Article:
B Y C R I S T Y M O R A N E M A I L C M O R A N 1 @ M D C . E D URESEARCH YOUR TOPIC
RESEARCH—GETTING STARTED1. Come up with a topic or research question2. Identify the key words of your topic orquestion3. Find background information on your topic –reference books4. Search library databases for information onyour topic – start broad and then narrowdown5. Advanced Search tips6. Evaluate results7. Read your articles and make notes of thingsyou want to include in your writing
WHAT ARE LIBRARY DATABASES?• Where you find andlocate articles:scholarly, popular,newspaper, trademagazine, etc.• Massive collectionsof research sources• General andsubject-specificcollections• Also include encyclopediasand dictionaries, e-books,magazines, scholarlyjournals, and videos.• You can access them onlineremotely and on-campus.• You can send them toyourself via email or savethem to your USB drive orbrowse them online.
DATABASES FOR ARTICLESGo to www.mdc.edu/main/library
Borrower ID is MDC Student ID #Password: Last 4 Digits of BorrowerID
BACKGROUND INFORMATION• First, you want tolearn about yourtopic – get the facts!• Use encyclopedias,dictionaries, andreference sources• Be able to:• Define your topic andrelevant terms• Understand why it’sworth writing about
SUPPORTING INFORMATIONSearch Tips• Always use AdvancedSearch• Start broad—not toospecific• Add terms if results aretoo numerous orgeneral• Results usuallyorganized by date notrelevanceOnce you are familiar withthe facts, look up informationabout:• Opposing viewpoints• Current scholarship andresearch• Emerging theories• Statistics and data
USING ADVANCED SEARCH• Separate topics indifferent search rows• Start broad—seewhat’s out there first,then add terms torefine or limit yoursearch• Learn your Booleanoperators• AND• OR• NOT• Quotation marks• Wild card (asterisk) *
SEARCHING WITHBOOLEAN OPERATORS• AND – links up your search terms and tells the database to find onlyarticles that contain all the terms you’ve linked• Example: Hemingway AND Wilde will return articles that are each about bothHemingway and Wilde• OR – tells the database to find articles that contain any of the termsyou’ve lined with OR, not just ones that contain all your terms• Example: Hemingway OR Wilde will return articles about Hemingway and articlesabout Wilde though each article will not necessarily be about both• NOT – excludes articles that contain whichever term you do NOT want• Example: Hemingway NOT movie might help you limit your search so the results thatcome back are not those about movie versions of Hemingway’s books• Quotation marks – search exact phrases rather than individual words in asearch row• Example: “English patient” will return results only where the words English and patientappear together as a phrase• Wildcard – opens your search to words that share a root or commonelement without you typing every word out• Example: child* searches for child OR child’s OR children OR childhood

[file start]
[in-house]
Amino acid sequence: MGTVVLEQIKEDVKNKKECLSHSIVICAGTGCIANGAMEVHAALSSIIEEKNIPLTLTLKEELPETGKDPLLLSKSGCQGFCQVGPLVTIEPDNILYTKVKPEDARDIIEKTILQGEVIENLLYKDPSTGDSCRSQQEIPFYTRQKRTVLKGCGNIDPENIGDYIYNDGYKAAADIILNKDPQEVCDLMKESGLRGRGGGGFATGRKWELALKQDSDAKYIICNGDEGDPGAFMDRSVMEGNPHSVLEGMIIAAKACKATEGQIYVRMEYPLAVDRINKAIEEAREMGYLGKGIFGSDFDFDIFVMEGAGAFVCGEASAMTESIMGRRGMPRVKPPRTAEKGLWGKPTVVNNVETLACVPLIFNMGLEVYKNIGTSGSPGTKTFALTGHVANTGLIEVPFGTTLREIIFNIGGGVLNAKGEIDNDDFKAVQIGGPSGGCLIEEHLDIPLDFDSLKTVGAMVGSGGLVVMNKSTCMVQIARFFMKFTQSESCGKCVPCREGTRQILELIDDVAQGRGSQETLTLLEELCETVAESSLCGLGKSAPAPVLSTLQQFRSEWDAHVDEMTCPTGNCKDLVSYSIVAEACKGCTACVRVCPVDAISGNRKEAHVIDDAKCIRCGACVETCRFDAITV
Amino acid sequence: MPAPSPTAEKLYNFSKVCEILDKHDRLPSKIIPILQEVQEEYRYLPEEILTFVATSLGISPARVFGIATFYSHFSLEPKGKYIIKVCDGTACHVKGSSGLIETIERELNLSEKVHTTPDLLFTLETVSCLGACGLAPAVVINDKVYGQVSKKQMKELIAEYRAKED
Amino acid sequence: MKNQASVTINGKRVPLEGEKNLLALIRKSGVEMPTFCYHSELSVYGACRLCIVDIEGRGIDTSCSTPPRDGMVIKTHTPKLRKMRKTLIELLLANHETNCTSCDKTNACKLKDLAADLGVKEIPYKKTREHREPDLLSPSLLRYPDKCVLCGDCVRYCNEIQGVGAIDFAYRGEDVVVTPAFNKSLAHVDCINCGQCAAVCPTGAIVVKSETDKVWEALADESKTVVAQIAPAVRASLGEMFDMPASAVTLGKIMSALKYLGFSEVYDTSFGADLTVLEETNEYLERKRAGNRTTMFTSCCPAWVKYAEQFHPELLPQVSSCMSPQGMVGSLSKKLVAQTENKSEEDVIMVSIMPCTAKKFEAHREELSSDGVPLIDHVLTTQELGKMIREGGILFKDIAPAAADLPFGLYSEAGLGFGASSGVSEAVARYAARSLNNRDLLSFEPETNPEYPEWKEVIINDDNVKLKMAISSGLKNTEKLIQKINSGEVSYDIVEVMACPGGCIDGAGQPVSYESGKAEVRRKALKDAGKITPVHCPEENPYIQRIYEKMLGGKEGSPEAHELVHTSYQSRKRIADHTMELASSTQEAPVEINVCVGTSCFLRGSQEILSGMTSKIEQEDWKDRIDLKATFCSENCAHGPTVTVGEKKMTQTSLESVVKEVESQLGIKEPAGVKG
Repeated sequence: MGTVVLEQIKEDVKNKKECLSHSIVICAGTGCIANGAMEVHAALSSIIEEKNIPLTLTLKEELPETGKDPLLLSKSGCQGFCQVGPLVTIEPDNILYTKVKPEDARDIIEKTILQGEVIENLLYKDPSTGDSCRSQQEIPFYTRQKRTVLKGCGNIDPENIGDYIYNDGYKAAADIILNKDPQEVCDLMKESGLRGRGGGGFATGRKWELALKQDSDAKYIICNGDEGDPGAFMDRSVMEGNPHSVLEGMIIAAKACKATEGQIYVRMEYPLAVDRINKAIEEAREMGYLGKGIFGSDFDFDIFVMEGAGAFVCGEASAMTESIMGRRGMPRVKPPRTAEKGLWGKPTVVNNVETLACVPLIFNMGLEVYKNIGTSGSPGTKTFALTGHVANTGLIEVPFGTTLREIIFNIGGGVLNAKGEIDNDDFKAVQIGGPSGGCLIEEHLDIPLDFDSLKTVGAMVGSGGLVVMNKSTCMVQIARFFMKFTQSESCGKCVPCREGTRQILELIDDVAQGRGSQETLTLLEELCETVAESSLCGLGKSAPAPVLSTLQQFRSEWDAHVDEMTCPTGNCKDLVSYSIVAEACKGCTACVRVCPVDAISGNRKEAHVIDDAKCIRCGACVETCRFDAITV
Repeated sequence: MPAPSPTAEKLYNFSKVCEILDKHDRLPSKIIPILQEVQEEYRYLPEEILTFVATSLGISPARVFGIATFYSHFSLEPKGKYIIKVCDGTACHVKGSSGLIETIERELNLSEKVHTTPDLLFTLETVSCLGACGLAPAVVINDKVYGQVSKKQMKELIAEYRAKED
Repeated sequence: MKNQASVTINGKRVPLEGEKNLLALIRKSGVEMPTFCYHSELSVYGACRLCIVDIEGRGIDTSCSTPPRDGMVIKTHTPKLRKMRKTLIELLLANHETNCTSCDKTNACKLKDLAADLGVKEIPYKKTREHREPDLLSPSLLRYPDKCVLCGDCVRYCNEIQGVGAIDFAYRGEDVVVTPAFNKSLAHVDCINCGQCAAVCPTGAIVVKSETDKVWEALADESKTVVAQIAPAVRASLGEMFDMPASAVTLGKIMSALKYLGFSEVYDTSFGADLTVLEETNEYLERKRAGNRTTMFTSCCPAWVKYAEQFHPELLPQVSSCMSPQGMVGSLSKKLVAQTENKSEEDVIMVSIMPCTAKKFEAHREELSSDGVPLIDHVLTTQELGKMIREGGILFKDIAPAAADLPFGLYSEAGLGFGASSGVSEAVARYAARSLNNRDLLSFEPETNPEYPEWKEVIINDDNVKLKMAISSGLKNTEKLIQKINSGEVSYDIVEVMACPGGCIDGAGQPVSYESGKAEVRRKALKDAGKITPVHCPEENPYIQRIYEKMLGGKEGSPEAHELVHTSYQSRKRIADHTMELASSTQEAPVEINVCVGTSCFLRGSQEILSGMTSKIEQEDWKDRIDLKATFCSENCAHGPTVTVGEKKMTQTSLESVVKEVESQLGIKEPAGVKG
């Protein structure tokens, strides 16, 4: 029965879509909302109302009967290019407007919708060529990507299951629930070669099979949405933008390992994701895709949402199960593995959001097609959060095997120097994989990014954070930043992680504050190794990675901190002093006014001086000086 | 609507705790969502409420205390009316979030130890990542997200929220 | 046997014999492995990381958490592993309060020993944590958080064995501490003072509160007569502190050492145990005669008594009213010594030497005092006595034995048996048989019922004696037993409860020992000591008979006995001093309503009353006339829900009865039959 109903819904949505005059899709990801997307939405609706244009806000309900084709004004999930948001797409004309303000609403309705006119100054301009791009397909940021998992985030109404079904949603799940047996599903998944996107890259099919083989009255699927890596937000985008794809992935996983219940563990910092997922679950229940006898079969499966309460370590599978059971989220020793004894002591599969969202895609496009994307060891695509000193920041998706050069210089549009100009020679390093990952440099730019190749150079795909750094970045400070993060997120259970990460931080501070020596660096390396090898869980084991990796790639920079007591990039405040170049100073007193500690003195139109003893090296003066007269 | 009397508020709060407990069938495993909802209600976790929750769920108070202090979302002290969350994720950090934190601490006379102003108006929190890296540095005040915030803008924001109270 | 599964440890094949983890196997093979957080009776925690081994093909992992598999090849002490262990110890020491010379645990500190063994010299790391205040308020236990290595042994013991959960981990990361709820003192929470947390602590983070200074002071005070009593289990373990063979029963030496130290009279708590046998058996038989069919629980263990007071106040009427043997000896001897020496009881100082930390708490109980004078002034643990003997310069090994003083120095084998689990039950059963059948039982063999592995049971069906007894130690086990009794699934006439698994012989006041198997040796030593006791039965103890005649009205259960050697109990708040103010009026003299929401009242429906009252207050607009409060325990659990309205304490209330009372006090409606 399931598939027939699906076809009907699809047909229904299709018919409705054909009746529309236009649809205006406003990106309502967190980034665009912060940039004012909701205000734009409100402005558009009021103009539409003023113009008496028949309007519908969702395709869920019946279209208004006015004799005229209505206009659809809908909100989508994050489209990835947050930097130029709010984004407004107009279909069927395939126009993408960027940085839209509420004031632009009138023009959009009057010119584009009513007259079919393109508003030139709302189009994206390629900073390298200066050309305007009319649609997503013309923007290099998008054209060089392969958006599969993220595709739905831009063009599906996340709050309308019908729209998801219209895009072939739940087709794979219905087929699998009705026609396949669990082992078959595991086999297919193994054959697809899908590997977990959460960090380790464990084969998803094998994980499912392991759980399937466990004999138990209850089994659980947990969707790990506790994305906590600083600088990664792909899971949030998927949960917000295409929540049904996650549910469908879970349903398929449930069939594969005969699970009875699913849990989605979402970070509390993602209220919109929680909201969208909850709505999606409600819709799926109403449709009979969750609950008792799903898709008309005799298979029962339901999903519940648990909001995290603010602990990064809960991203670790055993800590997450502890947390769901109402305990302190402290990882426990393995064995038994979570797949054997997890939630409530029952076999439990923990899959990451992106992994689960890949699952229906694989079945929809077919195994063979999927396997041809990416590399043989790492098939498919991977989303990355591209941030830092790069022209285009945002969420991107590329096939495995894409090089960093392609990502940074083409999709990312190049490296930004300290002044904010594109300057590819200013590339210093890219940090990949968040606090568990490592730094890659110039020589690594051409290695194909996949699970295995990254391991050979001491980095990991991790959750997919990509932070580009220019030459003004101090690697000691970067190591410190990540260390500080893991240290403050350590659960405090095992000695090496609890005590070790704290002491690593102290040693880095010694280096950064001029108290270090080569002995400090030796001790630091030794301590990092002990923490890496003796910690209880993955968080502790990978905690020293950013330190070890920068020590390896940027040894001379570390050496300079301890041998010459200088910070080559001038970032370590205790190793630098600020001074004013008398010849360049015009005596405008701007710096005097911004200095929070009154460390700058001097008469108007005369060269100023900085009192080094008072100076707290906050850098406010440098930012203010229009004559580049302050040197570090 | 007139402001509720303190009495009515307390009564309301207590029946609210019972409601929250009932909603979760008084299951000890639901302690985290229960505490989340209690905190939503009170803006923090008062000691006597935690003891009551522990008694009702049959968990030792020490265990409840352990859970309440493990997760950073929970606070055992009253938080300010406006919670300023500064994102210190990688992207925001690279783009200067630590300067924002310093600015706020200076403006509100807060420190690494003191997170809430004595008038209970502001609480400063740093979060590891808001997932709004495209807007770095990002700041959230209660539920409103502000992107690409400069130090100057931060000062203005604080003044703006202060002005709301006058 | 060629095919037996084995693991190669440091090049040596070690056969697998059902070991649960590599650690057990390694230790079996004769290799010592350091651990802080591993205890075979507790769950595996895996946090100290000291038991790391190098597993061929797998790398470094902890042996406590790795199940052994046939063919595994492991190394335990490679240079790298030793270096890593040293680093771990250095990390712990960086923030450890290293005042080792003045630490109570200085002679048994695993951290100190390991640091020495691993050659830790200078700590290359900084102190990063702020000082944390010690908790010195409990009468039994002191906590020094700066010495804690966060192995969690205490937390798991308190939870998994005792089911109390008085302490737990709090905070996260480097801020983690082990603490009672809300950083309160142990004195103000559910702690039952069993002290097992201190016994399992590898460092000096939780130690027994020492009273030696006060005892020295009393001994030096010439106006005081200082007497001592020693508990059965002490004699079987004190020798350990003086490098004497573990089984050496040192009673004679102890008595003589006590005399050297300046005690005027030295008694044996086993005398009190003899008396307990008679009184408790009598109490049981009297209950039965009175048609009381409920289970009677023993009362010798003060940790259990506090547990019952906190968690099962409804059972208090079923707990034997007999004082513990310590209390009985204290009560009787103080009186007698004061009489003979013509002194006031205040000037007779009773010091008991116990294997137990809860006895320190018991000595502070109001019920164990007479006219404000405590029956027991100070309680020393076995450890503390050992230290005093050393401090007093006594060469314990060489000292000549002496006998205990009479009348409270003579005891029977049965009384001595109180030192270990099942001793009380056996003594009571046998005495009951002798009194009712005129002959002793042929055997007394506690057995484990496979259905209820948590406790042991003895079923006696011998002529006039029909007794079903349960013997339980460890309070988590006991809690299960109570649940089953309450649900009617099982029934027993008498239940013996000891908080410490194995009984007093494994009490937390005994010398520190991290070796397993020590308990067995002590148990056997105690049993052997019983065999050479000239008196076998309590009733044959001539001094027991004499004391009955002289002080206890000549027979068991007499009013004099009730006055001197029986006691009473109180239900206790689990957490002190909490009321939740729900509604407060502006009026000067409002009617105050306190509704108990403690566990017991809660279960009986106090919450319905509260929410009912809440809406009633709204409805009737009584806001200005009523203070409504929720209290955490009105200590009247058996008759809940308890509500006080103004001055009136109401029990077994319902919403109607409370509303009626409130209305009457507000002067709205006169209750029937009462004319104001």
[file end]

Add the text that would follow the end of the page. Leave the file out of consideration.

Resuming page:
MAXIMIZE YOUR EFFORTS• Preview your articles – read the abstracts, skim theindexing for subject headings• Determine if it is likely to contain informationrelevant to your topic• Read through your articles with a highlighter or notepad handy• Check the reference list/ bibliography for interestingmaterials
LIBRARY @ NORTH CAMPUSDays Open CloseMonday-Thursday7:30a.m.9:00p.m.Friday 7:30a.m.5:00p.m.Saturday 8:00a.m.1:00p.m.Sunday CLOSEDOnline—Access on-campusand off-campushttp://www.mdc.edu/main/libraryCall us (305) 237-1183Research Guide:http://libraryguides.mdc.edu/resourcesBuilding Hours
HELP • Visit the Reference Desk• Call us at (305) 237-1183• Chat with us using Ask aLibrarian—from yourmobile phone orcomputer at home, inthe library, or elsewhere• Sunday to Thursday:10 a.m. to midnight• Friday and Saturday:10 a.m. to 5 p.m.